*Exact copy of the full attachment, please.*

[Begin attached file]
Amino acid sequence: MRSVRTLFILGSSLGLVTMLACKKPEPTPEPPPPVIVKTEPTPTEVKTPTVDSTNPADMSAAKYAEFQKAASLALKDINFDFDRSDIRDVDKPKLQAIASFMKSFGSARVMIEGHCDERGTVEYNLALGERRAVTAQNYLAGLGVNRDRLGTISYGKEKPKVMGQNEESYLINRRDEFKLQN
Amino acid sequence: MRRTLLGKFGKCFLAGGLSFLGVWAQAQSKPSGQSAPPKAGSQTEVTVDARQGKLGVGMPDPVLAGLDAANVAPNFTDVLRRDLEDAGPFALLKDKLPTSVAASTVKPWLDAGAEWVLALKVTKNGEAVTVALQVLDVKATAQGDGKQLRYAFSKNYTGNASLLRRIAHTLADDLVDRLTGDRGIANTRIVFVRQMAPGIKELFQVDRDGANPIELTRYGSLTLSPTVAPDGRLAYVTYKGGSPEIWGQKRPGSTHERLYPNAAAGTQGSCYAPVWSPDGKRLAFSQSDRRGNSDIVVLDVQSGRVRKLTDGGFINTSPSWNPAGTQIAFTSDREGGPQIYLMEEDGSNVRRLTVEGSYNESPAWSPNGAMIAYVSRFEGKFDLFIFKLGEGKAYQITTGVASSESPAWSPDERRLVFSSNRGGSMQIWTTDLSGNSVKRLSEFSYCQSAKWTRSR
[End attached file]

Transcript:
Amino acid sequence: MRSVRTLFILGSSLGLVTMLACKKPEPTPEPPPPVIVKTEPTPTEVKTPTVDSTNPADMSAAKYAEFQKAASLALKDINFDFDRSDIRDVDKPKLQAIASFMKSFGSARVMIEGHCDERGTVEYNLALGERRAVTAQNYLAGLGVNRDRLGTISYGKEKPKVMGQNEESYLINRRDEFKLQN
Amino acid sequence: MRRTLLGKFGKCFLAGGLSFLGVWAQAQSKPSGQSAPPKAGSQTEVTVDARQGKLGVGMPDPVLAGLDAANVAPNFTDVLRRDLEDAGPFALLKDKLPTSVAASTVKPWLDAGAEWVLALKVTKNGEAVTVALQVLDVKATAQGDGKQLRYAFSKNYTGNASLLRRIAHTLADDLVDRLTGDRGIANTRIVFVRQMAPGIKELFQVDRDGANPIELTRYGSLTLSPTVAPDGRLAYVTYKGGSPEIWGQKRPGSTHERLYPNAAAGTQGSCYAPVWSPDGKRLAFSQSDRRGNSDIVVLDVQSGRVRKLTDGGFINTSPSWNPAGTQIAFTSDREGGPQIYLMEEDGSNVRRLTVEGSYNESPAWSPNGAMIAYVSRFEGKFDLFIFKLGEGKAYQITTGVASSESPAWSPDERRLVFSSNRGGSMQIWTTDLSGNSVKRLSEFSYCQSAKWTRSR